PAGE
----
Facebook introduces new facial recognition and privacy features

Allan Goodman
December 20, 2017

Facebook is also adding a new overarching photo and video facial recognition opt out privacy setting that will delete its face template of you and deactivate the new Photo Review feature as well as the old Tag Suggestions that used facial recognition to speed up tagging when friends posted a photo of you. Users will then have the option of tagging themselves, remaining untagged or reaching out to the person who posted the photo if there are concerns.

Facebook Inc. announced today that it will begin using its facial recognition technology to recognize users in any picture, whether they are tagged in it or not. The idea is to give you more control over your identity online by informing you when your face appears in a photo, even those you don't know about. But computers are getting better at recognizing us, and now Facebook has chose to use that to spot photos you're not tagged in. The new feature leverages the already existing automatic alt-text tool which the company introduced two years ago to describe pictures to those who have difficulty seeing them.

Facebook is also using facial recognition to create new tools for those with visual impairments.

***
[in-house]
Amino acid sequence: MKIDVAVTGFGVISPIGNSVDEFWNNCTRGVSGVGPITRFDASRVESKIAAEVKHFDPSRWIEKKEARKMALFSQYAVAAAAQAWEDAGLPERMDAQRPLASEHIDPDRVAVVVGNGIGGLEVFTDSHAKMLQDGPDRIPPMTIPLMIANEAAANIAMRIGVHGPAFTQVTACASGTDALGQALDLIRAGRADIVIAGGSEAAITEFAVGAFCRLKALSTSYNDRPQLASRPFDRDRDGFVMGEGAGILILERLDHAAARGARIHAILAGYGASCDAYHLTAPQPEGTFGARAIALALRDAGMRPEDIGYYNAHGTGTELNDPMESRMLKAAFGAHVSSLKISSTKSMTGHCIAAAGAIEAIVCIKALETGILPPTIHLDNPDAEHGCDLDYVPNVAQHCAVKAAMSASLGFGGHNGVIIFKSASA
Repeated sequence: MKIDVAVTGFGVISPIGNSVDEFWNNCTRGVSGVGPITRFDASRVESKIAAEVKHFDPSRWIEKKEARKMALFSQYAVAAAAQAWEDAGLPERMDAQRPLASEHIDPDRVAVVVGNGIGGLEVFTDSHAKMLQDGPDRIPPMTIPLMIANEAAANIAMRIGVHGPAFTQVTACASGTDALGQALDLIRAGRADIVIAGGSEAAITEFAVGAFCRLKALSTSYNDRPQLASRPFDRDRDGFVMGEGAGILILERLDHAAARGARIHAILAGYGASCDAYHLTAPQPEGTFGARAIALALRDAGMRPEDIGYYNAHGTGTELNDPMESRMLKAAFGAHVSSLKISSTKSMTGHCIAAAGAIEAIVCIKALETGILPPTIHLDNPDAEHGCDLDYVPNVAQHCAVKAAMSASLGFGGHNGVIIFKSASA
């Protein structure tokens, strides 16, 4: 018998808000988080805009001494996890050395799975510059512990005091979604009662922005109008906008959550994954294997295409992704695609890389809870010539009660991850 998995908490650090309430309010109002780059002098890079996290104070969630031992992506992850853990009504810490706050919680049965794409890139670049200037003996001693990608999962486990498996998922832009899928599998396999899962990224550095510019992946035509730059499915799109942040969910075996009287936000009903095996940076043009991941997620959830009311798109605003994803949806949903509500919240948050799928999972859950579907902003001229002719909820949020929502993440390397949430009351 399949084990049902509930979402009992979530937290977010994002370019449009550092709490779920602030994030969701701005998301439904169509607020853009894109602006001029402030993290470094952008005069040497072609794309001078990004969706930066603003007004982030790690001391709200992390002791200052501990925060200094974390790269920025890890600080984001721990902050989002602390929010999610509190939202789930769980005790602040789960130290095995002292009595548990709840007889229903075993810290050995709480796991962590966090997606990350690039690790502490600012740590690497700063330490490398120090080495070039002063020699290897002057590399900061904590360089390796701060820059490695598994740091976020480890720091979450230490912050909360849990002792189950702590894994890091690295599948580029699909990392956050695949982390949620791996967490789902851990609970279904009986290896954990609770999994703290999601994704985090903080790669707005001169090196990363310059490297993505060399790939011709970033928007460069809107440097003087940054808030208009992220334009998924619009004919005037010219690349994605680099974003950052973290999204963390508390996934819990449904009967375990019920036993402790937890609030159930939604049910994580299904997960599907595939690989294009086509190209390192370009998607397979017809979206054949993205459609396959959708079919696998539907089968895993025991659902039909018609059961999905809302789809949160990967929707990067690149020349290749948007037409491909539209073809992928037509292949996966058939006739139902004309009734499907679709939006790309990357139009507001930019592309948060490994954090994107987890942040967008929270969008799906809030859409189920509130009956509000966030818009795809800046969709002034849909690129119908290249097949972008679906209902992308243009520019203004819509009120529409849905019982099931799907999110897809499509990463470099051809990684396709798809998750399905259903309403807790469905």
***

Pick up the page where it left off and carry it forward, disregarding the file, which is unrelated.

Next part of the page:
A user must be part of the permitted audience for the page posting the photo in order to receive the notification.

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The new feature, once activated of course, will tell you when your face is appearing in a picture which you are not tagged in. "When photos and videos are uploaded to our systems, we compare those images to the template".

There will also be a new on/off switch for all facial recognition features on Facebook. According to Sherman, this option will "completely turn off face recognition technology" for a user's account.

This is scary, next level sci-fi stuff, especially considering the negative outcomes that could be borne from folks being able to snap your pic at a health clinic, queer nightclub, or other places you may not want everyone to know about and pinpointing who you are and where you are. The site will now recognize new accounts made by people you have blocked and prevent the new account from sending you friend requests or messages. In fact, that's put Facebook afoul of state laws and using this technology is outright banned in Canada and Europe.

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